Sometimes the ground shifts beneath the heated slabs cracking the enclosed pipes. Water then leaks up to spread through the living room carpeting. It has happened twice to our house. At such times a plumber comes and brings an alarmingly loud jackhammer into your elegant living room to plow a hole between couch and lounger. And on this occasion, just prior to Thanksgiving Day and the arrival of our guests, my dismal and fatigued mind was quite prepared to believe the very worst. Many of our neighbours, if not most, have converted to baseboard heating for the obvious reason of not wanting some hard working tradesman mucking about in their living rooms, tracking in mud and grease, ripping open the floor.

Eight hours later and I was still waiting for the Meenan repairman. Because I work nights, I must sleep during the day. Waiting for the repairman, I didn't dare let myself sleep. It has happened to me before where the repairman knocked and departed when no one answered the door, because I had allowed myself to sleep.

On this particular evening my solace was the radio. WHYY-FM aired a live concert of those "fabulous Philadelphians," the famous Philadelphia Orchestra. It was a gala commemorating the orchestra's one hundred years. The performance came from The Academy of Music downtown, "the world's oldest opera house in continuous use." I began composing the first draft of this column, since I had to remain awake, while listening to baritone Thomas Hampson singing pieces by Aaron Copland, Copland himself would have been one hundred years old earlier this month had he lived. Which brings me back to the subject of Boris.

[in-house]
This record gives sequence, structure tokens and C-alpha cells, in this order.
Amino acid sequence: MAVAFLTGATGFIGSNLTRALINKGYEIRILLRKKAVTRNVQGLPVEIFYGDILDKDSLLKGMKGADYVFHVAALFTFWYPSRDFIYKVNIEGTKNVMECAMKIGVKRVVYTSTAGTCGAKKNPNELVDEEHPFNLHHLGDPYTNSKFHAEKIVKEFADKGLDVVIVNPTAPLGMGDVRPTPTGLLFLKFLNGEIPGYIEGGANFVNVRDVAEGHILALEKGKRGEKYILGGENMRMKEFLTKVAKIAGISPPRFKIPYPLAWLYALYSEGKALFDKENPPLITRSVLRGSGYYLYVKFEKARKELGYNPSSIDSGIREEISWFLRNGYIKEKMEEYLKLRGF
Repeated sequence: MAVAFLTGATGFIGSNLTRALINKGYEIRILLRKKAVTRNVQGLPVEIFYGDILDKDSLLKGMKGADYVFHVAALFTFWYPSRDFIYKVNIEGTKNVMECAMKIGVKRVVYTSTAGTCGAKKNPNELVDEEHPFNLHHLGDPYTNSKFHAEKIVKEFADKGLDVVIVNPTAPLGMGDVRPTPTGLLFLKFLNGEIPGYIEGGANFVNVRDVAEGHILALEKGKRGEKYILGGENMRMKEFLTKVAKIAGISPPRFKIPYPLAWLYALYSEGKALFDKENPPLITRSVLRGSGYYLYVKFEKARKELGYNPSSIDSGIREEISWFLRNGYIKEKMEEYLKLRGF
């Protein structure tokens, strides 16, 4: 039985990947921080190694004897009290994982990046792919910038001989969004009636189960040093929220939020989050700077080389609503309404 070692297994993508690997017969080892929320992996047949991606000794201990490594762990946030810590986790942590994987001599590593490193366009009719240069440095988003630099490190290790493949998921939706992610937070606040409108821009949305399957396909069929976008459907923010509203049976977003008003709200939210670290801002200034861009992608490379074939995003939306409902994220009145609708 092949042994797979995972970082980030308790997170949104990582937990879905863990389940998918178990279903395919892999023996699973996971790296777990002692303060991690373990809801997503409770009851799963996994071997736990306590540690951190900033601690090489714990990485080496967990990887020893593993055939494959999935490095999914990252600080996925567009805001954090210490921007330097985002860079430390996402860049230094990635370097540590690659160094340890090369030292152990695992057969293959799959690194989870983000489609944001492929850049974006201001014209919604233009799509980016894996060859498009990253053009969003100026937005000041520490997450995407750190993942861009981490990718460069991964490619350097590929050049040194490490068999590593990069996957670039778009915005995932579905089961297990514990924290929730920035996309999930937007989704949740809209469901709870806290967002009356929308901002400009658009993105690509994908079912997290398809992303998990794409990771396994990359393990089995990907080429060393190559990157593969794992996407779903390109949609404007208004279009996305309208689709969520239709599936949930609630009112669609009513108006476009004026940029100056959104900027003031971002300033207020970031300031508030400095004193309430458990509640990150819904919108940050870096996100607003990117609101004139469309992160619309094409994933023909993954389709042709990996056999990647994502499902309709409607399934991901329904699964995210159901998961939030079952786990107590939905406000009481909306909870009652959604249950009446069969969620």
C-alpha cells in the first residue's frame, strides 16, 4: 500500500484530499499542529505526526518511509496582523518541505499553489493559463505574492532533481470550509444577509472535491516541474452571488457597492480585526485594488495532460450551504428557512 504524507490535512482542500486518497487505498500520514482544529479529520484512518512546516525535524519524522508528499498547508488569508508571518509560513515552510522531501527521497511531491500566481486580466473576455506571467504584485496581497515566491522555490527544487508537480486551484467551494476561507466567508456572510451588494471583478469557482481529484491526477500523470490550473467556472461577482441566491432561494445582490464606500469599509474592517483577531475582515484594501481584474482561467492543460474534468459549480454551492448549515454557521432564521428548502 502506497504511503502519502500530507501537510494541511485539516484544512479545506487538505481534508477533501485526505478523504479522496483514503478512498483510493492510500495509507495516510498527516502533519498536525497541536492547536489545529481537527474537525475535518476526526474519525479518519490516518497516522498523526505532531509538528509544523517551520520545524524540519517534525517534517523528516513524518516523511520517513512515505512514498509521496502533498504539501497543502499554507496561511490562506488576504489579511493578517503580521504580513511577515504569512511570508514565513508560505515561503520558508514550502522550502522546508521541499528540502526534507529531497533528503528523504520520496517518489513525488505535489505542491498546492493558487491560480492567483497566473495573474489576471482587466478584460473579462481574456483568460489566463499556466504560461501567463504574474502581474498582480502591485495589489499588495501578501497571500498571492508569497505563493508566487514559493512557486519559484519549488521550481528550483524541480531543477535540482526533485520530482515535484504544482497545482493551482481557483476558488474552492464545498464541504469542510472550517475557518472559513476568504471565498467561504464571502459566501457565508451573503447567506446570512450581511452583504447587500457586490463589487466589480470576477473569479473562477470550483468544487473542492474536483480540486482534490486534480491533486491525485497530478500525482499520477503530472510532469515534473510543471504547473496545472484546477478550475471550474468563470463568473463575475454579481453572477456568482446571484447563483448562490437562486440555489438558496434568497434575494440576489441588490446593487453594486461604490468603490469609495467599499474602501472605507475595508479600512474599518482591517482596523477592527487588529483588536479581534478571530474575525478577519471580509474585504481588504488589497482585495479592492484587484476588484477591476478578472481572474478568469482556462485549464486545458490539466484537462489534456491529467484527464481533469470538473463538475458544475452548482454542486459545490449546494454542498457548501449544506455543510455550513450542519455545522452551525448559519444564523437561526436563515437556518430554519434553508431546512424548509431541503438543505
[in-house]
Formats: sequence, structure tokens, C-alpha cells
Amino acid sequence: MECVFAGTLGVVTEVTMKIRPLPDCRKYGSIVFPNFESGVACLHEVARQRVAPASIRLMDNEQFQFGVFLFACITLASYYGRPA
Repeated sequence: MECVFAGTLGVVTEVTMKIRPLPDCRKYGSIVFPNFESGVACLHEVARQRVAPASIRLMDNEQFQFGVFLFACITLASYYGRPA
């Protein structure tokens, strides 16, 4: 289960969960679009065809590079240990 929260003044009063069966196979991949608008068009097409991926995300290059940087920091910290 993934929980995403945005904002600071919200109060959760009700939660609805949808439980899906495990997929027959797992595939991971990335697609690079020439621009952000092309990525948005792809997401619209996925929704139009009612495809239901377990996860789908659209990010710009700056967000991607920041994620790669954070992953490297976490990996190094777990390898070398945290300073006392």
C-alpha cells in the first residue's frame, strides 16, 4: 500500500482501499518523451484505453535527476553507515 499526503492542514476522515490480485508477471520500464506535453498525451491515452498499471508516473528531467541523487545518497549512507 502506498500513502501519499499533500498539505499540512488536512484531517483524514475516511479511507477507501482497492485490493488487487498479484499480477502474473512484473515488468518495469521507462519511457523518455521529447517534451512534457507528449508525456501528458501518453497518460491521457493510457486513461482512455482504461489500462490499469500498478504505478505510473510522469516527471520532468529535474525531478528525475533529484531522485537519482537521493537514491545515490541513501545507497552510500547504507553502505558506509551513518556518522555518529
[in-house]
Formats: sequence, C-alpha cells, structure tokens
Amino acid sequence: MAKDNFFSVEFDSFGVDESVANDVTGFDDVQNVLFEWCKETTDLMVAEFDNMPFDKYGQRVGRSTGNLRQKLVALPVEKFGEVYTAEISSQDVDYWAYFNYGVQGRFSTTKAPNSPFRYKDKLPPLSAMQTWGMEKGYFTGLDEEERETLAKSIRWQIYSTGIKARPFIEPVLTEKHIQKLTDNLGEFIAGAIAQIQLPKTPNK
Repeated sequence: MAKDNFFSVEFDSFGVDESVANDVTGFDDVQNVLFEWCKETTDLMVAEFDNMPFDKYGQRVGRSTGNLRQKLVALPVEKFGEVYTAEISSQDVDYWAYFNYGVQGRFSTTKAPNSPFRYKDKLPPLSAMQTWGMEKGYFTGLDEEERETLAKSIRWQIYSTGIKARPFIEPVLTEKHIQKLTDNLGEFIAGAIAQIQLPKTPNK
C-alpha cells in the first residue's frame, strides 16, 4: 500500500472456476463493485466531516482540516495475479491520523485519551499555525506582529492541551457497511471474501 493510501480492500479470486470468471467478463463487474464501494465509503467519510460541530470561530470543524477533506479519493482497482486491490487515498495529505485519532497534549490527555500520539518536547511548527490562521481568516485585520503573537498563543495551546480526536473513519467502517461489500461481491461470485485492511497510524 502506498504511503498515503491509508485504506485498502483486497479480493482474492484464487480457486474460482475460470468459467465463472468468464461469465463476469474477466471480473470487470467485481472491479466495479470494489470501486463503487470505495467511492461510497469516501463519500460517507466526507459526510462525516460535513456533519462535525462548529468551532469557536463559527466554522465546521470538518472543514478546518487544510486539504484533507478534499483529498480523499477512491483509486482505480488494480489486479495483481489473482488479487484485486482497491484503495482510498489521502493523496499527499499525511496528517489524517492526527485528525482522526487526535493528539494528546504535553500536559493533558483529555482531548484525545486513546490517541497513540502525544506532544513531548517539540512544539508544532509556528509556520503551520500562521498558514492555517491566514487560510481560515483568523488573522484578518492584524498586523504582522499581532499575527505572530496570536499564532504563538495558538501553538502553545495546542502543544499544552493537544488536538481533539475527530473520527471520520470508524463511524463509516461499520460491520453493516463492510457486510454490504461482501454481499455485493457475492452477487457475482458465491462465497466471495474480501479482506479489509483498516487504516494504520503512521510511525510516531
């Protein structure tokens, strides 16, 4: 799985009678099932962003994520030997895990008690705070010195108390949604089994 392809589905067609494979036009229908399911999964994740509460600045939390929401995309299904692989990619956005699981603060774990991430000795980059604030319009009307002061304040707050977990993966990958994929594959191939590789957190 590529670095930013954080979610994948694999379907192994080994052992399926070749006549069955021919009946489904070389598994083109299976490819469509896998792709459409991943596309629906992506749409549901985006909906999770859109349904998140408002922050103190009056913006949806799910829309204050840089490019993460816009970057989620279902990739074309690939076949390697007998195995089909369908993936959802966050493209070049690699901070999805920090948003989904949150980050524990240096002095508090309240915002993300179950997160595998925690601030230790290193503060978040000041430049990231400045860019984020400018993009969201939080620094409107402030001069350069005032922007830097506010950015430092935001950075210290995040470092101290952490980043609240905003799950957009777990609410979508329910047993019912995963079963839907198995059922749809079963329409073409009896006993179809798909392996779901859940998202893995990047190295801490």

My wife and I had been giving serious consideration to putting Boris to sleep, a stupid euphemism meant to be less heart wrenching than to say we are having the animal "destroyed." We're paying $120 a month to see to it that Boris is not in pain, quietly hoping that he will die peacefully in his sleep. We were agreed to sparing his life through the Thanksgiving holiday so that our son could see him one last time. Now the holiday is over and still we postpone the decision.

And the brown water? After forcing myself to remain awake all day, the repairman arrived just before I had to return to work that night. He found the trouble to be just a clogged valve of some kind and restored our hot water in just ten minutes.

It was a very good Thanksgiving with plenty of delectable food and good company. It was a joy to meet my son's wife and stepdaughter, equally so to meet my sister-in-law's husband and stepson. Even so, next year we're eating out.

Bruce Bentzman

This is the thirty-sixth in a series of regular reports from the life and times of Mr Bentzman. If you've any comments or suggestions, the writer would be pleased to hear from you.
For further reading, Mr Bentzman's book "The Short Stories of B.H.Bentzman" is available from Amazon.